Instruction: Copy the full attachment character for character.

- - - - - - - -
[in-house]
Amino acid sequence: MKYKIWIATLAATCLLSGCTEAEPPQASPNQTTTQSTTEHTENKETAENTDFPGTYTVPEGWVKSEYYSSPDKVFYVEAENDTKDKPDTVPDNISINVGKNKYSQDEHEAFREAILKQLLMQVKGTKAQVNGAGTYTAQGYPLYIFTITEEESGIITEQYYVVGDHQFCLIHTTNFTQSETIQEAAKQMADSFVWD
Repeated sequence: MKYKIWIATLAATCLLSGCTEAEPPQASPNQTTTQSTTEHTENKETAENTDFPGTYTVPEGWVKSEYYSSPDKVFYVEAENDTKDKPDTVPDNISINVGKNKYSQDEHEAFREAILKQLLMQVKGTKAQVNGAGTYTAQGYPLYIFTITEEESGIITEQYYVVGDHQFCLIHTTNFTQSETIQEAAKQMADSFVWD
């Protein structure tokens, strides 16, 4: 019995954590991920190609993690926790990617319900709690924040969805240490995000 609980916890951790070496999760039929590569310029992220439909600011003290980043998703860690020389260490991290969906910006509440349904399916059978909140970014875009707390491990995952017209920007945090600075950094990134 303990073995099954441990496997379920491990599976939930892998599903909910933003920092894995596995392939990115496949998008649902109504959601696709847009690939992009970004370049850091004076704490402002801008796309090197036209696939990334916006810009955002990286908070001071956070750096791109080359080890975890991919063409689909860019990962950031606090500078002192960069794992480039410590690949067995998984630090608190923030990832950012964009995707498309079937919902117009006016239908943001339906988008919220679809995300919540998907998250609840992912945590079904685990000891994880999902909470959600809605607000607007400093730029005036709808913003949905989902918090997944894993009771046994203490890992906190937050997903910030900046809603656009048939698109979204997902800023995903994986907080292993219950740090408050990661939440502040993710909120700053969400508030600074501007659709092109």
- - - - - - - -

[in-house]
Amino acid sequence: MKYKIWIATLAATCLLSGCTEAEPPQASPNQTTTQSTTEHTENKETAENTDFPGTYTVPEGWVKSEYYSSPDKVFYVEAENDTKDKPDTVPDNISINVGKNKYSQDEHEAFREAILKQLLMQVKGTKAQVNGAGTYTAQGYPLYIFTITEEESGIITEQYYVVGDHQFCLIHTTNFTQSETIQEAAKQMADSFVWD
Repeated sequence: MKYKIWIATLAATCLLSGCTEAEPPQASPNQTTTQSTTEHTENKETAENTDFPGTYTVPEGWVKSEYYSSPDKVFYVEAENDTKDKPDTVPDNISINVGKNKYSQDEHEAFREAILKQLLMQVKGTKAQVNGAGTYTAQGYPLYIFTITEEESGIITEQYYVVGDHQFCLIHTTNFTQSETIQEAAKQMADSFVWD
């Protein structure tokens, strides 16, 4: 019995954590991920190609993690926790990617319900709690924040969805240490995000 609980916890951790070496999760039929590569310029992220439909600011003290980043998703860690020389260490991290969906910006509440349904399916059978909140970014875009707390491990995952017209920007945090600075950094990134 303990073995099954441990496997379920491990599976939930892998599903909910933003920092894995596995392939990115496949998008649902109504959601696709847009690939992009970004370049850091004076704490402002801008796309090197036209696939990334916006810009955002990286908070001071956070750096791109080359080890975890991919063409689909860019990962950031606090500078002192960069794992480039410590690949067995998984630090608190923030990832950012964009995707498309079937919902117009006016239908943001339906988008919220679809995300919540998907998250609840992912945590079904685990000891994880999902909470959600809605607000607007400093730029005036709808913003949905989902918090997944894993009771046994203490890992906190937050997903910030900046809603656009048939698109979204997902800023995903994986907080292993219950740090408050990661939440502040993710909120700053969400508030600074501007659709092109």